Marketing students get a taste of entrepreneurship at annual Gryphons’ Den competition
University of Guelph marketing students got an introduction to creating winning business pitches at this year’s Gryphons’ Den competition, an annual challenge where students research and present innovative business ideas to a panel of judges in three minutes or less. Modeled after the hit CBC series Dragons’ Den, the competition is the culmination of MCS*4100: Entrepreneurship taught by M.J. D’Elia, a course that teaches students how to think and act like entrepreneurs.
After hearing pitches for 10 different ventures, Perfect Playlist, an app that gives users a medium through which to discover new music and create crowdsourced playlists, was announced as the winning idea. Developed by students Sophie Lemay, Michelle Rai, Allesandra Crossland, Ben Goldsmith & Lexus Arbuckle, the app has the potential to profit from a number of different users including businesses such as gyms, restaurants and doctors’ offices. In addition to giving customers control over the music being played in the workplace, it offers the opportunity to vote up or vote down songs, block profanity and integrate advertising or announcements. Perfect Playlist would make money through subscription fees and affiliate fees if users purchased songs they liked through the app.
“We spent countless hours of the semester ironing out the small details of The Perfect Playlist as if the idea was going to become a major success, and the next best app,” said Lemay. “As a result when it came to the pitch we were all so passionate and excited about the idea. We also became really strong as a group as we constantly pushed each other to think deeper to come up with the perfect solution to every little detail. We were a very supportive team and collaborated very well.”
Other business ideas included a not-for-profit enterprise that helps reduce food waste by linking stakeholders in the food industry, and a near field communication-based card system that helps consumers and vendors exchange information at trade shows. All presenters were required to communicate how their business captures value and defend their business model in front of a panel of judges. According to D’Elia, students had to figure out a way to condense 10 weeks of research into an engaging, three-minute pitch that hooked the audience in the first 15 seconds.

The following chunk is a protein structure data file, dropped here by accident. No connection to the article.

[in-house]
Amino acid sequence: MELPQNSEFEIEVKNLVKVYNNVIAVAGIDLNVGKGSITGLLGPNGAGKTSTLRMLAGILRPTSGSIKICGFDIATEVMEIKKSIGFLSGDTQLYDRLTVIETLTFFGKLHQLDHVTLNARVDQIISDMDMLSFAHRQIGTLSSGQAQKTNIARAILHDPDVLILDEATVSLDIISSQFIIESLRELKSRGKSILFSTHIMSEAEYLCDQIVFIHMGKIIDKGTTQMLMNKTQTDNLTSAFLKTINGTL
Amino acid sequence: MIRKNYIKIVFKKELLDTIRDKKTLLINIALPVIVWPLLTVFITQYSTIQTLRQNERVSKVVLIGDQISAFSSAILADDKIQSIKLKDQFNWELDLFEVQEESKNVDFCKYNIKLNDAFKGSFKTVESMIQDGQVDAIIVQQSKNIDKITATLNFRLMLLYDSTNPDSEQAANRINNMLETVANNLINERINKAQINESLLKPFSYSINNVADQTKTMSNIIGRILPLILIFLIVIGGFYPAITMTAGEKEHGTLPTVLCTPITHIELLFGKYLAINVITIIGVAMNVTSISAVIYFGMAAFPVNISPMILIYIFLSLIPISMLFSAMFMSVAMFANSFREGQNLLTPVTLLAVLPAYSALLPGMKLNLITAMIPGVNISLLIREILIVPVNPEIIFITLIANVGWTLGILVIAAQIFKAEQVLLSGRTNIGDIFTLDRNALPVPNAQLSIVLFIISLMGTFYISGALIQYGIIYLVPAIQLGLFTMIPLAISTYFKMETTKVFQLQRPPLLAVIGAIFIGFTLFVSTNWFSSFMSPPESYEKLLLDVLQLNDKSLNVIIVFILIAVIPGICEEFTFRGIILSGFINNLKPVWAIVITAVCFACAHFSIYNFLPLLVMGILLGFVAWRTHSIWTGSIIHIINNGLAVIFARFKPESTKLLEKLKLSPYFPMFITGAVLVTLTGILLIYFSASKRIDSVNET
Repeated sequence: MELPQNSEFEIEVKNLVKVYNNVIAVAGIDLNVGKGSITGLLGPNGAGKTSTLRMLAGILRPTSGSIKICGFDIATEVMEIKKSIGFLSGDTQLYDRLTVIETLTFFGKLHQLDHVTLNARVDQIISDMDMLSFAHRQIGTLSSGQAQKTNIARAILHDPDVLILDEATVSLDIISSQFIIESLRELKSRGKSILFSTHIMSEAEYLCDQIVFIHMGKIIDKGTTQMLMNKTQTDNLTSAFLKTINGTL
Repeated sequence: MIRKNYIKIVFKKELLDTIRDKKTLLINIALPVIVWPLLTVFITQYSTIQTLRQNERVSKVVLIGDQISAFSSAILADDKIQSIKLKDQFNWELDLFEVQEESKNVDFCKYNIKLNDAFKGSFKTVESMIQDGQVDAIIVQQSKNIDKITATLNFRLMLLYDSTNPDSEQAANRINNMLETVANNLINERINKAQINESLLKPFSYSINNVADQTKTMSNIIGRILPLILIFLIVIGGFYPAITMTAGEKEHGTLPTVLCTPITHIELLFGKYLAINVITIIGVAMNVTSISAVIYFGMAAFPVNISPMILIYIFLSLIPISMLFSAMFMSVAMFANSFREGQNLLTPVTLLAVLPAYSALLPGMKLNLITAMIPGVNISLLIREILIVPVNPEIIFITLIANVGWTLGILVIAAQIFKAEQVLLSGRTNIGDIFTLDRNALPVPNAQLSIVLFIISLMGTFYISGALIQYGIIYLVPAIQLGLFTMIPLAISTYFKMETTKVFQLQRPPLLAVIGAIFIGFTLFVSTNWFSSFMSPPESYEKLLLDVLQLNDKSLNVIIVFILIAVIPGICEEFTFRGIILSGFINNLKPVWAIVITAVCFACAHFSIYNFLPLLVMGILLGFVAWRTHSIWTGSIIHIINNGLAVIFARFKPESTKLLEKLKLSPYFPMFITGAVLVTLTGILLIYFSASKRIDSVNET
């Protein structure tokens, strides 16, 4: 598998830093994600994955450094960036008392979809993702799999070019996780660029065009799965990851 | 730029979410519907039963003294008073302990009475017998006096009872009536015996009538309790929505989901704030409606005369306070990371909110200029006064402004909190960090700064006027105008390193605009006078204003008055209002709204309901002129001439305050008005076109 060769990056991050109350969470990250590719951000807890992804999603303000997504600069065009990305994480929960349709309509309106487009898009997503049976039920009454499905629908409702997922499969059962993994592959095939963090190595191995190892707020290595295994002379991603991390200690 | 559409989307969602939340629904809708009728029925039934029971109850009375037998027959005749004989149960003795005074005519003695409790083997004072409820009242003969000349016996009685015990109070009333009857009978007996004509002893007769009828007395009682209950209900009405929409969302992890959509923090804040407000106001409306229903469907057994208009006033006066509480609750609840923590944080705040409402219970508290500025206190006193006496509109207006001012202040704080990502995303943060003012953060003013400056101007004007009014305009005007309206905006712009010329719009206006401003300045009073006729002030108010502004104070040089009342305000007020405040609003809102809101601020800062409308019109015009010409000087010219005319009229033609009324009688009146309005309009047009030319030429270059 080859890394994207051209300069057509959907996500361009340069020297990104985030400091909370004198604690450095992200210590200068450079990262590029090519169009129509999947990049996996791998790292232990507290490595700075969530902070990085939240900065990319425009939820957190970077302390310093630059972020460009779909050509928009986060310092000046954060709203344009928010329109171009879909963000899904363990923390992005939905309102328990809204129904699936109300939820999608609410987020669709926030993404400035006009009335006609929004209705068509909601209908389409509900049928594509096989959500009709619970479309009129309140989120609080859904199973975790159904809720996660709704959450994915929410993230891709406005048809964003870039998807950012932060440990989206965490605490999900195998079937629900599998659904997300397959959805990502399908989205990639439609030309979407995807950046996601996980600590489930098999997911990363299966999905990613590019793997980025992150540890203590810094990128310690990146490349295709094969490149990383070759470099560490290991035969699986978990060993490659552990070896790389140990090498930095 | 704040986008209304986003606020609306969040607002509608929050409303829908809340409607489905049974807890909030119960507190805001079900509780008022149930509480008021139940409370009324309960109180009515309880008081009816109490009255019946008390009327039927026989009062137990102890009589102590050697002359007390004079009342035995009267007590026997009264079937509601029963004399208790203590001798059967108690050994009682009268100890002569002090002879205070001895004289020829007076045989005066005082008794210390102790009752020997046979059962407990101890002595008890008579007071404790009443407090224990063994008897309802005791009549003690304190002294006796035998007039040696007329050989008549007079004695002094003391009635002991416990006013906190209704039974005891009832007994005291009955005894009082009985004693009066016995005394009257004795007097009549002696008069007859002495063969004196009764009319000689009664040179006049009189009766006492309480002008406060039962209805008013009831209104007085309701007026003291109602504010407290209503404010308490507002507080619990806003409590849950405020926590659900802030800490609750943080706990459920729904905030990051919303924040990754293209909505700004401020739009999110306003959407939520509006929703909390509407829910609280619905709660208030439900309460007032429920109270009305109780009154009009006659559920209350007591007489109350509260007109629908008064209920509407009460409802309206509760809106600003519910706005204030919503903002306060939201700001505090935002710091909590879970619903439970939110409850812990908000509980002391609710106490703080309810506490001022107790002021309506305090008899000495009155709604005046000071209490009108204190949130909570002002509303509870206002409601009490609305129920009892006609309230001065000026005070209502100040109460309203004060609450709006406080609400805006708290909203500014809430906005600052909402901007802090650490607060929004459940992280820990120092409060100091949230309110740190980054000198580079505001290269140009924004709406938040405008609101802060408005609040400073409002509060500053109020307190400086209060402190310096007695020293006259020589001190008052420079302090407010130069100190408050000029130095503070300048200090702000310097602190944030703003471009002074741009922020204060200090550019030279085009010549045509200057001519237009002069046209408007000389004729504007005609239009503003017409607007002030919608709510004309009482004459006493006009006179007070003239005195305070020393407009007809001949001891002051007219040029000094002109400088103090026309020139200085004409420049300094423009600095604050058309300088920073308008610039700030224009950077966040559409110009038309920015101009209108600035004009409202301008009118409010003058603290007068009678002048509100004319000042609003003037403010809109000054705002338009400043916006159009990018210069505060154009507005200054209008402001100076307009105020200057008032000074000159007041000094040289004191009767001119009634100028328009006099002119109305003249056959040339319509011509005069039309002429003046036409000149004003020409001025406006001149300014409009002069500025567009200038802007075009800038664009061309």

“The best pitches identify the primary problem or pain point and then explain how and why their proposed solution is the best way to address that problem,” said D’Elia. “With such a tight timeframe every sentence has to be meaningful; in particular, you need to include clear data points that support your case. When it comes to the delivery, the speakers need to convey confidence, passion and charisma. If the audience is still struggling to understand the idea at the one-minute mark, then it is a lost cause.”
Gryphons' Den participants present their business idea. Photo credit: Andrew Goodwin
The pressure of the presentation pays off for Gryphons’ Den participants, D’Elia says. Students have reported gaining an advantage in job interviews because of their experience in MCS*4100 and most often give very positive feedback on the experience in general.
“Often, students perform better than they expect and the event feels like an appropriate payoff for all of the work they put in during the semester. I have students who follow up with me after they've graduated to let me know that Gryphons' Den gave them an edge in a job interview. Being able to articulate the entrepreneurial process and the creative problem solving required for the course seems to resonate with some employers.”
Gryphons’ Den is one of many opportunities University of Guelph business students have to explore entrepreneurship. First-year business students participate in Lemonade Day, where they develop their own lemonade product and sell it in the University Centre, and Micro-Tyco, an international business challenge where students launch their own ventures and make as much money as possible for women entrepreneurs in developing countries. The Centre for Business and Student Enterprise (CBaSE) offers a number of opportunities for students to discover their inner entrepreneur, from guest speaker events to their Hub Incubator Program.
The Gryphons' Den audience looks on as students pitch their business ideas. Photo credit: Andrew Goodwin